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The Physics of Volcanic Eruptions

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If you have a question about this talk, please contact Hamish Gordon.

Volcanic eruptions play an important role in the gradual evolution of the Earth’s surface. Large-scale circulation patterns within the Earth lead to production of melt that rises into large magma chambers which act as the power source for any subsequent eruption. Within these chambers different physical processes occur, including: solidification of melt; melting of containing boundaries; and exsolution of dissolved volatiles as the pressure changes. Each of these phenomena will be described, along with a model of the eruptive dynamics using concepts from nonlinear bifurcation theory. Once in the atmosphere, the subsequent eruptive plume can rise as high as 45km before intruding laterally as a gravity current. Alternatively, a hot, ground-hugging pyroclastic flow can result which destroys all in its path before possibly rising into the atmosphere. The final part of the talk will consider the runout of granular material, as exemplified by rock avalanches and dome collapses from volcanoes. The talk will be illustrated by some simple desktop experiments along with colour slides and movie sequences of real volcanic events and laboratory simulations.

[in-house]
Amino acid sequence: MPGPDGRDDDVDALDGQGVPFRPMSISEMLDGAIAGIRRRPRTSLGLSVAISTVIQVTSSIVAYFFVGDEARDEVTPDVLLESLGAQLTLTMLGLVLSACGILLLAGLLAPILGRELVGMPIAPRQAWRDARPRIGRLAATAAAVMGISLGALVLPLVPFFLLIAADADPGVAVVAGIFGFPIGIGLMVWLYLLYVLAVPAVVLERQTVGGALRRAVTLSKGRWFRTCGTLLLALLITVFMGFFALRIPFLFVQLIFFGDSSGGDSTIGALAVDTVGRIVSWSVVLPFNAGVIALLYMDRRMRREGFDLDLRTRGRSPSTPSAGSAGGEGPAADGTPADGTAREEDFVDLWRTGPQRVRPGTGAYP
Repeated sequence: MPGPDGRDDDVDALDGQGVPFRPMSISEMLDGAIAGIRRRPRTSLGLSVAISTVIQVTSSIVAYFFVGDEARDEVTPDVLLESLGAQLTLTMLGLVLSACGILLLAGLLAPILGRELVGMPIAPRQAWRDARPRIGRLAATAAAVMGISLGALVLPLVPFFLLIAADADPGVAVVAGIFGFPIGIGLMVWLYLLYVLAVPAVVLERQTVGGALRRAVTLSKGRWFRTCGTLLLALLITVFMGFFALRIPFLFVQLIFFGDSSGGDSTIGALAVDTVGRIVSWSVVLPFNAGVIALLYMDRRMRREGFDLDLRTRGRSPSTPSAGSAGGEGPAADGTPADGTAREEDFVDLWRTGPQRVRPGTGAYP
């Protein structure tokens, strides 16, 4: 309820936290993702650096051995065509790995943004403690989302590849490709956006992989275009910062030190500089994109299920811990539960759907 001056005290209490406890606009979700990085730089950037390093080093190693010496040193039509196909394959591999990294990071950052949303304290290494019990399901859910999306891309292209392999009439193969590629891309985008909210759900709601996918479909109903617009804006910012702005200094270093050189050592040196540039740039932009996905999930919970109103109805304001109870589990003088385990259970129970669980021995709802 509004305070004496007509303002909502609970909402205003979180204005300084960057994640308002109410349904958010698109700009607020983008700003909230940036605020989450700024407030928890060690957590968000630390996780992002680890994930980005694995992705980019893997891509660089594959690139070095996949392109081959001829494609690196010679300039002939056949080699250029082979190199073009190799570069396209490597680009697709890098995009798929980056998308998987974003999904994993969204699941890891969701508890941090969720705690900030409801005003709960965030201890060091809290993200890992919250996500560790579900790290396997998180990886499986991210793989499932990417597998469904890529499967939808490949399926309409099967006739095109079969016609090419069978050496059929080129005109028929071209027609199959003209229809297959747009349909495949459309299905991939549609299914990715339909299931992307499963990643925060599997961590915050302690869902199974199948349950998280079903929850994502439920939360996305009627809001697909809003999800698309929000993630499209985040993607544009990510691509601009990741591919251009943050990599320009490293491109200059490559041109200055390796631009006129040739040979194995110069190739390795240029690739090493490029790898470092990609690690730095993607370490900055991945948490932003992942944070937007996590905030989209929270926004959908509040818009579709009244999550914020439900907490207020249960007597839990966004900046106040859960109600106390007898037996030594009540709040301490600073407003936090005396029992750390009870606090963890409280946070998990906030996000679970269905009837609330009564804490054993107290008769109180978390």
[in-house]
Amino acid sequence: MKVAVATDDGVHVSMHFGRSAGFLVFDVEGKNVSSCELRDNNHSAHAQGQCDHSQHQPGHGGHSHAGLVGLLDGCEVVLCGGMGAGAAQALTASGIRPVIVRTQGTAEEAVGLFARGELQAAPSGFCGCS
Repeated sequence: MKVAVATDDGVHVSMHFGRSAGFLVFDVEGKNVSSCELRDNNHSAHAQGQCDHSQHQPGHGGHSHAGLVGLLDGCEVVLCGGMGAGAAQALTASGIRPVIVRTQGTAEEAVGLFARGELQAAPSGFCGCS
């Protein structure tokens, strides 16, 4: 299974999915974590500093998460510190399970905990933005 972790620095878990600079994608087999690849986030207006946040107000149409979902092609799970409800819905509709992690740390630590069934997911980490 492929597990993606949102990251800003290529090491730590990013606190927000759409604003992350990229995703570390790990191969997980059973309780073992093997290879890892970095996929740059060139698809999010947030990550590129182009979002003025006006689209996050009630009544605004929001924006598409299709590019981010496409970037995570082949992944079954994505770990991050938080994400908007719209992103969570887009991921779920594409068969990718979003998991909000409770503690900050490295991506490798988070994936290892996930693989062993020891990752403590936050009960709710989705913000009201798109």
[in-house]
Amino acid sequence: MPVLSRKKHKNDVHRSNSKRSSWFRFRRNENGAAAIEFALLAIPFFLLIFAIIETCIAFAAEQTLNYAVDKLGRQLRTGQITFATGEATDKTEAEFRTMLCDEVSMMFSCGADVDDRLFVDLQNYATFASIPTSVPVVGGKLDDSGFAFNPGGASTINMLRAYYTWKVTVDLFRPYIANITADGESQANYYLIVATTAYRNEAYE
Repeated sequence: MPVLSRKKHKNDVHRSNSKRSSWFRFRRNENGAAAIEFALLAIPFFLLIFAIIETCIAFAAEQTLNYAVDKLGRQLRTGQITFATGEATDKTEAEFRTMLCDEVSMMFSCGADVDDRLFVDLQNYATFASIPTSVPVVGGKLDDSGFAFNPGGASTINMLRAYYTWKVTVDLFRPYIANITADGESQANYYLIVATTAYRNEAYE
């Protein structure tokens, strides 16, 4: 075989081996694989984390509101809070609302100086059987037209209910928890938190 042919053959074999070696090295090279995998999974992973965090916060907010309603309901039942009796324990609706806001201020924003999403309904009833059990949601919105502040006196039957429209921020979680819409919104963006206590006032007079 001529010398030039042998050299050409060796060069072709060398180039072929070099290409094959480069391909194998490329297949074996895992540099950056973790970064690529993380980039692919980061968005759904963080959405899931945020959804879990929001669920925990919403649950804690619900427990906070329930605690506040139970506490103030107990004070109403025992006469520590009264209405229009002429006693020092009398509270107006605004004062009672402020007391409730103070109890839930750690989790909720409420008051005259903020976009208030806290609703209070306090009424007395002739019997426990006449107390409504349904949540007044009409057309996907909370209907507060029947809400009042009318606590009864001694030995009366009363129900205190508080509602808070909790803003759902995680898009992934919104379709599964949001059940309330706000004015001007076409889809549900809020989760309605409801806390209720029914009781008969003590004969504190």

This talk is part of the Cambridge University Physics Society series.

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